This has to be a universal problem.
The solution is to instill a love of learning and knowledge at a very early age and keep the flame burning throughout the learning process.
The problem with that 'solution' is how? In many early learning societies there is the culture of them (the teachers) and us (the students). Every class has its complement of clever little so-and-sos who play on that culture and do their best to undermine the teaching / learning process and many students and teachers become frustrated and swamped in the rituals of test learning, a teacher response to unrelenting negative pressure from students.
A multifaceted approach is needed. One facet is classroom discipline - if a child is disruptive deal with him/her separately from non disruptive students. I don't mean that in a negative sense - the disruptive child probably has a problem with the system or with his home or his peers. That child needs to have those issues addressed. Another facet is to train teachers properly - and to motivate them properly, so they can instill a love of learning in their students as well as pass on the practical knowledge needed to pass tests. To do this they need a love of learning themselves. Still another facet is to stop treating students as if they are juvenile delinquents, by definition beyond redemption. Too much talking down is done, without addressing the students as small adults with built in choices to switch on or off in the classroom. Part of all, I suppose, is a careful evaluation of curricula. Speaking from personal experience, by the age of 12 I was totally absorbed in nuclear physics, and consumed Scientific American magazines with as much avidity as my fellows consumed comics. My school experience reflected not one jot of my interest, which eventually died for a lack of opportunity to express it and learn more of it. Yet another part is teacher evaluation and the role of teachers' unions and the rights of the students to receive the education they are paying for, be it through fees or taxes.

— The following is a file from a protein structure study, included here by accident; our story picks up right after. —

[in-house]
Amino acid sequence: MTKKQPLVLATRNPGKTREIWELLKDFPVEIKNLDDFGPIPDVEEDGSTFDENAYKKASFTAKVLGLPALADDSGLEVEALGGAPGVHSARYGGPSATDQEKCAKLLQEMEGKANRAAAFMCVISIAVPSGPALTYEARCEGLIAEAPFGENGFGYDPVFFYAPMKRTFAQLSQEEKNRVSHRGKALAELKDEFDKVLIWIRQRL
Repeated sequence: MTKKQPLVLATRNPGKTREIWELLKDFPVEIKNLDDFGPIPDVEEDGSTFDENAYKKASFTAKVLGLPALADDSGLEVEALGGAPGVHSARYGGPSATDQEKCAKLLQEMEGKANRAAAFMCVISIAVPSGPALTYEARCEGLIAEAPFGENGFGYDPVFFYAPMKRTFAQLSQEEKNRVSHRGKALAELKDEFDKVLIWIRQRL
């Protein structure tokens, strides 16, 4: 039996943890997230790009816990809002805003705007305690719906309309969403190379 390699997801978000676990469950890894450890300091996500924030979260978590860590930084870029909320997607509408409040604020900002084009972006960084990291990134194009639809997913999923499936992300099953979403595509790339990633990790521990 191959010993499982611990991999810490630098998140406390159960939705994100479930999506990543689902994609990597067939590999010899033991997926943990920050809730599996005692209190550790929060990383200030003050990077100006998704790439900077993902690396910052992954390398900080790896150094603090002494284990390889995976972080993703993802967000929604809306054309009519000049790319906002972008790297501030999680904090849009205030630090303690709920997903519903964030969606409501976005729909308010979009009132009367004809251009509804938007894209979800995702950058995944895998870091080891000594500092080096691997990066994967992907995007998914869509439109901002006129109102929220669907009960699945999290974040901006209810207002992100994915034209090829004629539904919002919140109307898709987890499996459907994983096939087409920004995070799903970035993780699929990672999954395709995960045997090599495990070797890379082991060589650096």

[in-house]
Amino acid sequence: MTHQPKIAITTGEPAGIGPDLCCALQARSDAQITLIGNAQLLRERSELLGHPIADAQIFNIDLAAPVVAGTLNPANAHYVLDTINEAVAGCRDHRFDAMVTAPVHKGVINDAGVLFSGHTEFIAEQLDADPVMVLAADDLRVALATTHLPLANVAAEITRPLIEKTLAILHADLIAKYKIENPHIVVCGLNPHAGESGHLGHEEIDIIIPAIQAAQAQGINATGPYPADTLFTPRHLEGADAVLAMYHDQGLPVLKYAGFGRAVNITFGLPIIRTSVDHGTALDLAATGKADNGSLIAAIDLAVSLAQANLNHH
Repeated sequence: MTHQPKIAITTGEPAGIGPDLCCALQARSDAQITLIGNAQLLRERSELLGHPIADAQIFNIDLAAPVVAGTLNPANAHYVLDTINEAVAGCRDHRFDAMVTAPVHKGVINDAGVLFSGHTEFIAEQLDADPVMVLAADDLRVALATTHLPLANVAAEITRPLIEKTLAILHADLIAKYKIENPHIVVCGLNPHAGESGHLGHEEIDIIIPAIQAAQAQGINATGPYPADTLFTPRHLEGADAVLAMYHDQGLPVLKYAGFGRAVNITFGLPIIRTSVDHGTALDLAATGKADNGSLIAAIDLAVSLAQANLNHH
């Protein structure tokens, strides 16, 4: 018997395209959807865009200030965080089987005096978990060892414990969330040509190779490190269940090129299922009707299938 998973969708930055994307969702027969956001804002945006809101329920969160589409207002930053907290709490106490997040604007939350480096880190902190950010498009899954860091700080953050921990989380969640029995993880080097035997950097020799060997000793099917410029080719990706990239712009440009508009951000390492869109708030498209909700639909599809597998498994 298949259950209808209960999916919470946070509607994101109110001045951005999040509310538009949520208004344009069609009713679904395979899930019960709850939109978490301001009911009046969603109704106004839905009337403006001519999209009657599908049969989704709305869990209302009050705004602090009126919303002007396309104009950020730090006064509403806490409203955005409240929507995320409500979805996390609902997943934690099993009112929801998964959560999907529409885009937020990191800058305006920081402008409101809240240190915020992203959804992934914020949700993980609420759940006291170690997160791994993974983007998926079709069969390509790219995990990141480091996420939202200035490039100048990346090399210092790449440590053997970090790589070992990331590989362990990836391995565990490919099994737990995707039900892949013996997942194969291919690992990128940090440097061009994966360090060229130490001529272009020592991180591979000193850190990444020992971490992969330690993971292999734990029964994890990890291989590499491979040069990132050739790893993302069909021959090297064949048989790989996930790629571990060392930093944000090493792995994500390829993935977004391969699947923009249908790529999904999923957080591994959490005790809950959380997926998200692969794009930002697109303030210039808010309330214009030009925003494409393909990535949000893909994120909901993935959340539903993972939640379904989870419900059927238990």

Those efforts have to be sustained at every level of the education process. This is a tall order and probably only possible if applied consistently over time.
Speaking now as a parent with graduate / post graduate children (on the cusp, actually) we had to educate our children in spite of the best efforts of the education system to de-motivate them. We had to try to instill the love of learning that they were not getting from their school environments. Choice of school was important, but not all have any choices at all, some in the world don't have any education at all, particularly amongst girls in rural areas of many feudal societies. Even in the best of circumstances not all parents have that level of interest. That sort of motivation really should come from the schools and from the classrooms and be part of teaching ethics.
Tomorrow we solve world poverty, world hunger, drug abuse, sexual abuse of girls and women, corrupt government, nuclear proliferation and global warming. Easy peasy